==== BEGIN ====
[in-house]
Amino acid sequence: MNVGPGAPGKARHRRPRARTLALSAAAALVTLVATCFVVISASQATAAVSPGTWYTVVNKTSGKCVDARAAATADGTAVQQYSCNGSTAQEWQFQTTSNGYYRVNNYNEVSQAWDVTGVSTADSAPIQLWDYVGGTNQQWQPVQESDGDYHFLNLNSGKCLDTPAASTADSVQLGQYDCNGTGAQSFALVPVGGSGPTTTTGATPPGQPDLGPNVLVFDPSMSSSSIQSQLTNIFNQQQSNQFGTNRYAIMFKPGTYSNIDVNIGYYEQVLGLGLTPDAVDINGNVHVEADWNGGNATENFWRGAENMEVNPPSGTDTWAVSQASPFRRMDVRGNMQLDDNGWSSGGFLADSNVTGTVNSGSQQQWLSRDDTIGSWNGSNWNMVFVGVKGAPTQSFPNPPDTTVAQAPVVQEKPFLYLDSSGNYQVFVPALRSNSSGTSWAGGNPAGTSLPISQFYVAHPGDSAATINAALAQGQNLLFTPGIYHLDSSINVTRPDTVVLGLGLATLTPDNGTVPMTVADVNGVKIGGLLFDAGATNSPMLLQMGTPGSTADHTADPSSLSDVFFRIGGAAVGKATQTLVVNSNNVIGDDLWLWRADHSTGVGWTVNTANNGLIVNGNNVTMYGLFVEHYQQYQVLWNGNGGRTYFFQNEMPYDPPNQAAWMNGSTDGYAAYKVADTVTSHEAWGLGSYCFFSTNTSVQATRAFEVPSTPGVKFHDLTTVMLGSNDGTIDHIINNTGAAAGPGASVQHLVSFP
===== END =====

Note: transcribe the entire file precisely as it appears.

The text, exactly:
[in-house]
Amino acid sequence: MNVGPGAPGKARHRRPRARTLALSAAAALVTLVATCFVVISASQATAAVSPGTWYTVVNKTSGKCVDARAAATADGTAVQQYSCNGSTAQEWQFQTTSNGYYRVNNYNEVSQAWDVTGVSTADSAPIQLWDYVGGTNQQWQPVQESDGDYHFLNLNSGKCLDTPAASTADSVQLGQYDCNGTGAQSFALVPVGGSGPTTTTGATPPGQPDLGPNVLVFDPSMSSSSIQSQLTNIFNQQQSNQFGTNRYAIMFKPGTYSNIDVNIGYYEQVLGLGLTPDAVDINGNVHVEADWNGGNATENFWRGAENMEVNPPSGTDTWAVSQASPFRRMDVRGNMQLDDNGWSSGGFLADSNVTGTVNSGSQQQWLSRDDTIGSWNGSNWNMVFVGVKGAPTQSFPNPPDTTVAQAPVVQEKPFLYLDSSGNYQVFVPALRSNSSGTSWAGGNPAGTSLPISQFYVAHPGDSAATINAALAQGQNLLFTPGIYHLDSSINVTRPDTVVLGLGLATLTPDNGTVPMTVADVNGVKIGGLLFDAGATNSPMLLQMGTPGSTADHTADPSSLSDVFFRIGGAAVGKATQTLVVNSNNVIGDDLWLWRADHSTGVGWTVNTANNGLIVNGNNVTMYGLFVEHYQQYQVLWNGNGGRTYFFQNEMPYDPPNQAAWMNGSTDGYAAYKVADTVTSHEAWGLGSYCFFSTNTSVQATRAFEVPSTPGVKFHDLTTVMLGSNDGTIDHIINNTGAAAGPGASVQHLVSFP